While St. Gregory was still alive and working to establish the Church in Armenia, he sent Aristakes to be the representative of the Armenian Church to the First Ecumenical Council, the Council of Nicea, in 325. The “father of Armenian history,” Movses Khorenatsi, adds details of Aristakes’ trip, including that he travelled with the famous Bishop of Caesarea, Leontius, and was numbered among the 318 who assembled at the Great Council. Aristakes brought the canons of the Council of Nicaea back to Armenia. Eventually, Khorenatsi tells us, St. Gregory retreated to the “Caves of Mane” and that after him “Aristakes was patriarch for seven years.” Agathangelos tells us that the pious Aristakes was a successful teacher. While the Buzandaran tells us that Aristakes “died a confessor’s death,” Khorenatsi says that a one Archilaeus, governor of Fourth Armenia, “slew him by the sword.”
After the death of Aristakes, he was succeeded as Catholicos by his older brother Vrtanes. Vrtanes was married but did not have any children until his old age. God answered his prayers for children, and his wife gave birth to twin boys, the elder named Grigoris and the younger named Yusik (Husig). Vrtanes was an able leader of the early Armenian Church, continuing the work of evangelization begun by his father and brother. There was even an attempt on his life, which he thwarted and then managed to convert his would-be killers to Christianity!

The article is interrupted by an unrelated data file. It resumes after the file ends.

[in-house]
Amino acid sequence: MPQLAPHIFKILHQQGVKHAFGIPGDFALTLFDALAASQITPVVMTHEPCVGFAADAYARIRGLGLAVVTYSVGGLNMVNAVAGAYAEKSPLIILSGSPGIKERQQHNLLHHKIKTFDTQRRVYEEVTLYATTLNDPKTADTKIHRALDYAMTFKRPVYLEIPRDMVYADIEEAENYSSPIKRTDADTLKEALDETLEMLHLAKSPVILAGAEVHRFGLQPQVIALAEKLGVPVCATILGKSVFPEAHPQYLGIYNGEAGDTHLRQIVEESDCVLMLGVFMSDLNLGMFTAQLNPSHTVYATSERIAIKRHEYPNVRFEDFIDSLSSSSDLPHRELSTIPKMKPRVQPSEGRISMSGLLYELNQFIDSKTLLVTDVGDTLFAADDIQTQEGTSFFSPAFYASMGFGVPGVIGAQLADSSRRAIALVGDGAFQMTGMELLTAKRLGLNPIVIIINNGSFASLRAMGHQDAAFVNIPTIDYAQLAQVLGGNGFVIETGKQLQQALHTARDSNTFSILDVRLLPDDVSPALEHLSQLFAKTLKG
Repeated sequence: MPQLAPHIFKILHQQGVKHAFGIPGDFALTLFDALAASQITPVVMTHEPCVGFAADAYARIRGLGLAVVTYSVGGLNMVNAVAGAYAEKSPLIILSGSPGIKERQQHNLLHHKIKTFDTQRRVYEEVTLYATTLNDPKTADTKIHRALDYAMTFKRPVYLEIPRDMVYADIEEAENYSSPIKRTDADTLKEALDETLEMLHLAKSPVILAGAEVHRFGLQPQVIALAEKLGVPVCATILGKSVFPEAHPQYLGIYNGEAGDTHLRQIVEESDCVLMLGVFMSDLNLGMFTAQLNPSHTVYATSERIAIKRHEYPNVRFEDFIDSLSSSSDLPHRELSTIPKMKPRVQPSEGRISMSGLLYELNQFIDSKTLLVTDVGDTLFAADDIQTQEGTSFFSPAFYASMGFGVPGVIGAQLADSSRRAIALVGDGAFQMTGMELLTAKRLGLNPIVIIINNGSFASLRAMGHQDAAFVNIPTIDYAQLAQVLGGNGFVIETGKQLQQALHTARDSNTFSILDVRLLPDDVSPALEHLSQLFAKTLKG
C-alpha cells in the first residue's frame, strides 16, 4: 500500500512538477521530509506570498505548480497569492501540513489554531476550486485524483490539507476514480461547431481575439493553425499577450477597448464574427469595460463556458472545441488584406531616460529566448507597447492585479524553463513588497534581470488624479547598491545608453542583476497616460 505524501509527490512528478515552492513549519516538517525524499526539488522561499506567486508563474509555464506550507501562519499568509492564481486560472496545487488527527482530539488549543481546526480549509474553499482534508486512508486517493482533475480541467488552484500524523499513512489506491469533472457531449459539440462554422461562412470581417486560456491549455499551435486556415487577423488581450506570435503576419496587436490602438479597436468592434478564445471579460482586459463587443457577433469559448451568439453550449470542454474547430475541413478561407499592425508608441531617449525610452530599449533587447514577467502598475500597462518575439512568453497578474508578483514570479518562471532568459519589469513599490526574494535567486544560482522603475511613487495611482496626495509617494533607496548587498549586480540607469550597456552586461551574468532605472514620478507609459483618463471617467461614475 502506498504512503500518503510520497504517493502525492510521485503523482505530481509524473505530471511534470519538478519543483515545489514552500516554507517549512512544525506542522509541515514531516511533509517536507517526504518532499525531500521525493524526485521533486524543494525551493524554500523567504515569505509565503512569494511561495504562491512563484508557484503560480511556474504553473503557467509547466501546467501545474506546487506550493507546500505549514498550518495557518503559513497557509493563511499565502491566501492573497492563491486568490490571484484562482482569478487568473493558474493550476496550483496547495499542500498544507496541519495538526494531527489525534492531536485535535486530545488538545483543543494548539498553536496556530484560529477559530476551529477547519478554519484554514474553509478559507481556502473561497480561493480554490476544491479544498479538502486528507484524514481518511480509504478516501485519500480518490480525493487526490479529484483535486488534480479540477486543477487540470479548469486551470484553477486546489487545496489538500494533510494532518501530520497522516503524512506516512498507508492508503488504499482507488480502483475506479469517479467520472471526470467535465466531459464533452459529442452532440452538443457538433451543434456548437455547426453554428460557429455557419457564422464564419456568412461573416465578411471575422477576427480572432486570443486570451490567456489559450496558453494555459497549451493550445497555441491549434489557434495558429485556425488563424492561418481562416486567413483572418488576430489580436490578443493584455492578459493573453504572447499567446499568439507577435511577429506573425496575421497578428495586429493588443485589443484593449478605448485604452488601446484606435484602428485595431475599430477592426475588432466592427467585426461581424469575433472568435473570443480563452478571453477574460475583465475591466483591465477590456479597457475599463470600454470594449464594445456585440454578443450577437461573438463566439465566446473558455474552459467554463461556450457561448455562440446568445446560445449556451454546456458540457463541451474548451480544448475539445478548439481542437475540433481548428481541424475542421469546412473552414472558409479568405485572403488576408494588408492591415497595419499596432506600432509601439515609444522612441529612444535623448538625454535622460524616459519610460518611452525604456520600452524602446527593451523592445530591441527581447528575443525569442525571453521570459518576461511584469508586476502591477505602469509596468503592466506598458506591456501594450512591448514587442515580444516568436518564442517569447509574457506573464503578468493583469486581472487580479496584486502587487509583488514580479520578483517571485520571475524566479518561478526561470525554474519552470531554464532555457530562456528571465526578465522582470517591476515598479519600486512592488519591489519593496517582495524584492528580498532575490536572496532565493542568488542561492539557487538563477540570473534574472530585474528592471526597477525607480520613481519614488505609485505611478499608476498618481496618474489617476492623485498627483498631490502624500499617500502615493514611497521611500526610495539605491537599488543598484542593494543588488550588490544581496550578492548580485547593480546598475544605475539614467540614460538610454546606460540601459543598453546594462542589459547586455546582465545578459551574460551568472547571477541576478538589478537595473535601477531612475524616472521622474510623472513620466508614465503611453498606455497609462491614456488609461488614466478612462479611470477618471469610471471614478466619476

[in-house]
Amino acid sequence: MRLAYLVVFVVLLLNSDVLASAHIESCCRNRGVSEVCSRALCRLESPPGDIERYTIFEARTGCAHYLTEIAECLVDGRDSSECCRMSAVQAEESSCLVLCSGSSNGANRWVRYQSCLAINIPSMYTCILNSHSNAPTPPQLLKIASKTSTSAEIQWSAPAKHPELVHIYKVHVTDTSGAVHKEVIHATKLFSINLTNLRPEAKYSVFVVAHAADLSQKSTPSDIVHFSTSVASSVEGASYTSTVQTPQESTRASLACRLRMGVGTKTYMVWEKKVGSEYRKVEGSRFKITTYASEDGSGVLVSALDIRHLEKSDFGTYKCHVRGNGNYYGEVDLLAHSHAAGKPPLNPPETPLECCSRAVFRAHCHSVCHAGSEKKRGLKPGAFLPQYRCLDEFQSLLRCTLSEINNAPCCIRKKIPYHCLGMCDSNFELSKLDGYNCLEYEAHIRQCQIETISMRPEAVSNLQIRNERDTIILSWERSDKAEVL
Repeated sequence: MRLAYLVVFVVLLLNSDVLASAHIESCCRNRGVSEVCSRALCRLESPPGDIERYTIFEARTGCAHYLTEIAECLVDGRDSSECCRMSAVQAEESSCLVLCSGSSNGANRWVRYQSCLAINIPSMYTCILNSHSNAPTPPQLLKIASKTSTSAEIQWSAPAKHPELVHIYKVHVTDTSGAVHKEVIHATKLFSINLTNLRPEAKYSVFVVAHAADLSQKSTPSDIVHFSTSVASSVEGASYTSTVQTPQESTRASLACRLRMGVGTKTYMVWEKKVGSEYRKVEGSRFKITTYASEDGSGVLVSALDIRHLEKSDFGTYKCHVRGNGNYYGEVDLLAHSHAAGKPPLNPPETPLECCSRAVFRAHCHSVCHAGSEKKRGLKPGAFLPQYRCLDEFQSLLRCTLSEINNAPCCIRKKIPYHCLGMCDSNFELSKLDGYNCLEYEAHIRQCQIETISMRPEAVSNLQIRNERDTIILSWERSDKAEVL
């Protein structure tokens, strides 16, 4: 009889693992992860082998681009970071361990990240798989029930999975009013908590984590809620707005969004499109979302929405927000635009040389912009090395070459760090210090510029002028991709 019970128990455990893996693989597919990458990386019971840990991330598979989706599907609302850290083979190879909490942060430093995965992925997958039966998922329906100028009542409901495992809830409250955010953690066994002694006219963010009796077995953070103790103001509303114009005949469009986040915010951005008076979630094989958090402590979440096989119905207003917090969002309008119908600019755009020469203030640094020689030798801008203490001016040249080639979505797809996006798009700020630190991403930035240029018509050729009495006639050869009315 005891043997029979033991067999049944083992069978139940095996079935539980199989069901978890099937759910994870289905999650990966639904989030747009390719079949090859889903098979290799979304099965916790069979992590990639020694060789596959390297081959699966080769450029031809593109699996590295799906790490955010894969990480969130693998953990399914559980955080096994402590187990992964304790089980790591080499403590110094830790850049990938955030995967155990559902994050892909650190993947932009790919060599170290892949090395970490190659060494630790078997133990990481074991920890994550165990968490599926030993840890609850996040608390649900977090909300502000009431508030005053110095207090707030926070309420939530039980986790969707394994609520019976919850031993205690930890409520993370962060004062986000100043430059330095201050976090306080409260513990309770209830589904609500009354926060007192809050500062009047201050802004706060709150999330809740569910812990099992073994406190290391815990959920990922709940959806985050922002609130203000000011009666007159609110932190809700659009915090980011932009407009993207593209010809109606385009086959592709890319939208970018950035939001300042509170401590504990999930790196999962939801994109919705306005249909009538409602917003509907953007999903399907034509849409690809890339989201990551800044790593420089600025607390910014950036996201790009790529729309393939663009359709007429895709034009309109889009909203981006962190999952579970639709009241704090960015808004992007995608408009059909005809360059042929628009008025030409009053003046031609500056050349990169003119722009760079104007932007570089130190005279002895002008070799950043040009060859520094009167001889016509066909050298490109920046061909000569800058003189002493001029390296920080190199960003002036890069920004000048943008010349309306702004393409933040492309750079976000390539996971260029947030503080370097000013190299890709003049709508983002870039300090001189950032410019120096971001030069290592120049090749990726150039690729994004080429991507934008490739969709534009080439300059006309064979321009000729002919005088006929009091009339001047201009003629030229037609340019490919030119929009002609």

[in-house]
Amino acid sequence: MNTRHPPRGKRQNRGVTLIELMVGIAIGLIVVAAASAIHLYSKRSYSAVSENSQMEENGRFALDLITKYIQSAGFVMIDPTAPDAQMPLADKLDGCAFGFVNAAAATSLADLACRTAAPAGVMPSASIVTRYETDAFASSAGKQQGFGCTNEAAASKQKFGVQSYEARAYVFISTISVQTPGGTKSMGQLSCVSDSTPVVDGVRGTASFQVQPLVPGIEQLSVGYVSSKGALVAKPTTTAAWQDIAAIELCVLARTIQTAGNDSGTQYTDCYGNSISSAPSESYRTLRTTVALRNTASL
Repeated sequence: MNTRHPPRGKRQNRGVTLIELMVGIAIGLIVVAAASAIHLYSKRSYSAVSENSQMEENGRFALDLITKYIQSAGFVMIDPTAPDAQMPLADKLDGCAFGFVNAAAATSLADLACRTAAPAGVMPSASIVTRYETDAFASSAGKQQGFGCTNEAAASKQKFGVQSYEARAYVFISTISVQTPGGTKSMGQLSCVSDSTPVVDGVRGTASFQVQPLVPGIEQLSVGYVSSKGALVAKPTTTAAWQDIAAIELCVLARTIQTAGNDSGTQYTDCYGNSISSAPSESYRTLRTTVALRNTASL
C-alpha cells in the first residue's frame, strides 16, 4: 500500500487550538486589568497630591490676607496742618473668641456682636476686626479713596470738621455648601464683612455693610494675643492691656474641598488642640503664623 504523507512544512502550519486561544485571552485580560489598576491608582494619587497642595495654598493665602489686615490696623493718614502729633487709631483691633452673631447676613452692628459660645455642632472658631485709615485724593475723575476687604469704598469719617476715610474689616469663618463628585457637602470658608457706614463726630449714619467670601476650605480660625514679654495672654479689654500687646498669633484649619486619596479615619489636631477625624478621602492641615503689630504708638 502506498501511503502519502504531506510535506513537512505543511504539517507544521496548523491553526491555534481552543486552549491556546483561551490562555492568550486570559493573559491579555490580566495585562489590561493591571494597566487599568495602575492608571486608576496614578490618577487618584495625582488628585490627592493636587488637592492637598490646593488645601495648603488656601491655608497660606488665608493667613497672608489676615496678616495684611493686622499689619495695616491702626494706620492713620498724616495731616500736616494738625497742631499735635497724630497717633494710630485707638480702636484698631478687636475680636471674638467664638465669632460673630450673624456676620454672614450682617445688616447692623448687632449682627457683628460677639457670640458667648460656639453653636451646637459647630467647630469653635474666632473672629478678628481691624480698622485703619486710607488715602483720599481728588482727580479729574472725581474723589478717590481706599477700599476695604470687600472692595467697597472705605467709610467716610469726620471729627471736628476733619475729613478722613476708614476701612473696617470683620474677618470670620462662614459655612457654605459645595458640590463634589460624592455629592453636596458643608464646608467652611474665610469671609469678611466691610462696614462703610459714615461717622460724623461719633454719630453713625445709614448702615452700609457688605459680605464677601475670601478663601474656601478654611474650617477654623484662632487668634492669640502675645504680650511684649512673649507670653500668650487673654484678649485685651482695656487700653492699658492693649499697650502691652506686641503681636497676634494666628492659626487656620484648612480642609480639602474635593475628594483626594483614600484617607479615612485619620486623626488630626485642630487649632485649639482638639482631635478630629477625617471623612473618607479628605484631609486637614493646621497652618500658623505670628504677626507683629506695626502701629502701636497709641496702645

|History of the Armenians by Agathangelos||Attributed to Agathangelos, this early Armenian history tells the story of the conversion of Armenia to Christianity by St. Gregory the Enlightener. Translated by Robert Thomson, with facing classical Armenian.|
|History of the Armenians by Movses Khorenatsi||Movses Khorenatsi is known as the “father of Armenian history” because of his monumental history, which traces the Armenian people to Japeth, one of the sons of Noah. Khorenatsi’s text extends both before and after the sons and grandsons of St. Gregory, but includes information about them. Translated by Robert Thomson.|
|The Epic Histories (The Buzandaran)||The anonymous Epic Histories were once attributed to “Paustos Buzand” and provide crucial details for the early years of Christian Armenian history not included by our other historians.|
Vrtanes’ sons, Grigoris and Yusik, themselves went on to serve the church. Grigoris, the elder son (and grandson of St. Gregory), became a bishop and served the regions known as Caucasian Albania and Iberia, regions that are today parts of Armenia, Georgia, and Azerbaijan. The Buzandaran tell us that he “restored and renewed all the churches of those regions” and that he was a saintly and ascetic man, “to all men a source of marvel and amazement” (III.vi). During his evangelizing, he was martyred by a king of one of the border regions and buried at the church of Amaras, in present-day Artsakh.